Read more
Starting in 2023, Illinois workers have expanded job-protected bereavement leave under the Family Bereavement Leave Act (FBLA). Let’s dig into the details. FBLA allows eligible employees to take up to 10 work days of unpaid leave following the death of a family member. Specifically, they are allowed time for any of the events covered by […]
Read more
How to Ask the Right Things, Plus 25 Sample Job Interview Questions When searching for the right employee to join your team, job interview questions are essential in narrowing down an employer’s candidate pool and allowing top candidates to showcase their innovation, ideas, and goals.  But sometimes, it’s even more important to consider how you […]
Read more
Asking about criminal history is risky business. Here’s what to do instead. You may be breaking the law if your job application includes a checkbox asking the candidate if they’ve ever been convicted of a crime. Banning this question during the application process, sometimes referred to as “ban the box,” gives people with criminal histories […]
Read more
Your medical leave could qualify for paid time off if you work in Colorado.  We’re familiar with the Family Medical Leave Act (FMLA), allowing qualified employees up to 12 weeks of unpaid, job-protected leave to care for themselves or a family member during certain medical or family events. But the FAMLI program takes this coverage […]
Read more
Asking about salary history may be banned in your state. “So, tell me about your salary history at your current job.” It’s a typical job interview question, often used by recruiters to help gauge whether the candidate would be satisfied with the salary offered at their company. Sometimes, though, the question can help them determine […]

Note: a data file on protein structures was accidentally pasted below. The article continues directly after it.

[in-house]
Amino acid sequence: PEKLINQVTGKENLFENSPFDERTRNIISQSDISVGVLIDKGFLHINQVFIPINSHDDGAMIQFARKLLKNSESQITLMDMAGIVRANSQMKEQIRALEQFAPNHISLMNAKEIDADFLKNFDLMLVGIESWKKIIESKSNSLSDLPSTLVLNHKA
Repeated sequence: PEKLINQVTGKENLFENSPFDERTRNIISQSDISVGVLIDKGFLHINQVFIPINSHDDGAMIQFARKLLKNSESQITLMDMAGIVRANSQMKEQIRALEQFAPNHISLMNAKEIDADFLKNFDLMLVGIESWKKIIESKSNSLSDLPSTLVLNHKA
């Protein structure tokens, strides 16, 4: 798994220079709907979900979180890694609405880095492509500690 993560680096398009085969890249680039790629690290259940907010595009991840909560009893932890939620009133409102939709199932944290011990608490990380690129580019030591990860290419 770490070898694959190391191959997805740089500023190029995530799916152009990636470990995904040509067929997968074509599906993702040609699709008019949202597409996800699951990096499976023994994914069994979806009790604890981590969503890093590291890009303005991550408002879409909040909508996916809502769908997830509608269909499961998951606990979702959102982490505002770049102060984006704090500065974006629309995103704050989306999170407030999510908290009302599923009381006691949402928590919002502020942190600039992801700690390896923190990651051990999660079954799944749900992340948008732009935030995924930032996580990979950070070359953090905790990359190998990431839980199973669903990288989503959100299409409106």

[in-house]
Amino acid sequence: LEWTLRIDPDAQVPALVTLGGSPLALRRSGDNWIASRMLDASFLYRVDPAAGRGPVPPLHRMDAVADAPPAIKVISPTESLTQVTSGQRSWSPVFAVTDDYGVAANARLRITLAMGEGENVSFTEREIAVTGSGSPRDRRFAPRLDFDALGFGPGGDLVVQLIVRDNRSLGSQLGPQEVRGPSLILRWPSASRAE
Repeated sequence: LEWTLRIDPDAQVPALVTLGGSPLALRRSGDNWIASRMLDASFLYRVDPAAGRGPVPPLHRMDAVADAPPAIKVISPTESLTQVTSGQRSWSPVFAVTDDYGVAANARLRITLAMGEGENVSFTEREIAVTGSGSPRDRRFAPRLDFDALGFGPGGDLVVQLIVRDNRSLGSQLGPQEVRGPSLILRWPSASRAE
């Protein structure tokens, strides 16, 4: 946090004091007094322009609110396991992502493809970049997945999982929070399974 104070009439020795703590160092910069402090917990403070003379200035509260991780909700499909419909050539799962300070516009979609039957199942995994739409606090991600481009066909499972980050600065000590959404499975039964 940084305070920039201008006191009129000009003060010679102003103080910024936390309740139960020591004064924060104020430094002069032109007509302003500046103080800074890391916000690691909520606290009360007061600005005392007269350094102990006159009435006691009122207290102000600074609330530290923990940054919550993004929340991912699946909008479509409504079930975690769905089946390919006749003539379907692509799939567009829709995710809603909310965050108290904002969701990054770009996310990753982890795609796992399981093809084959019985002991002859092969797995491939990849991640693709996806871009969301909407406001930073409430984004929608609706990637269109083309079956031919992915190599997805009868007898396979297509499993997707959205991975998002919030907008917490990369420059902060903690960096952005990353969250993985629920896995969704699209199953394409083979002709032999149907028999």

Read more
If you don’t have transparent pay, you may be legally obliged to do it soon.   California is the latest of several states to mandate transparent pay in job postings.  When advertising a job vacancy, California businesses with 15 or more employees must now show a salary range that the employee may expect to earn […]
Read more
Regardless of the turnover rate, every company at some point has faced the struggle of employee recruitment. Selecting the right candidate for your workforce is tough, and there are many factors to consider.  The action items below can provide your company with tactics to minimize risk and help ensure you hire the right person to […]
Read more
The new year brings both new resolutions and state minimum wage and tax changes. We’ve compiled what employers need to know to stay compliant and prepare your 2023 budget! Minimum Wage Several states are increasing their minimum wage. As a reminder, when federal and state or local payroll laws differ, the employer must adhere to […]
Read more
How do you handle employee promotions? When promoting one of your star employees to a management or supervisory position, companies should take the time to train and help the manager adjust to their new role.  An employee’s relationship with their immediate supervisor is one of the top five factors in job satisfaction, so a new […]
Read more
It should be no surprise that your employees post on social media or even blog throughout the day ─ maybe even on company time or equipment. And while they may not post on the clock, it’s unlikely that after hours they think their social media or blog posts could have consequences at work. While employers […]
Read more

Download Our App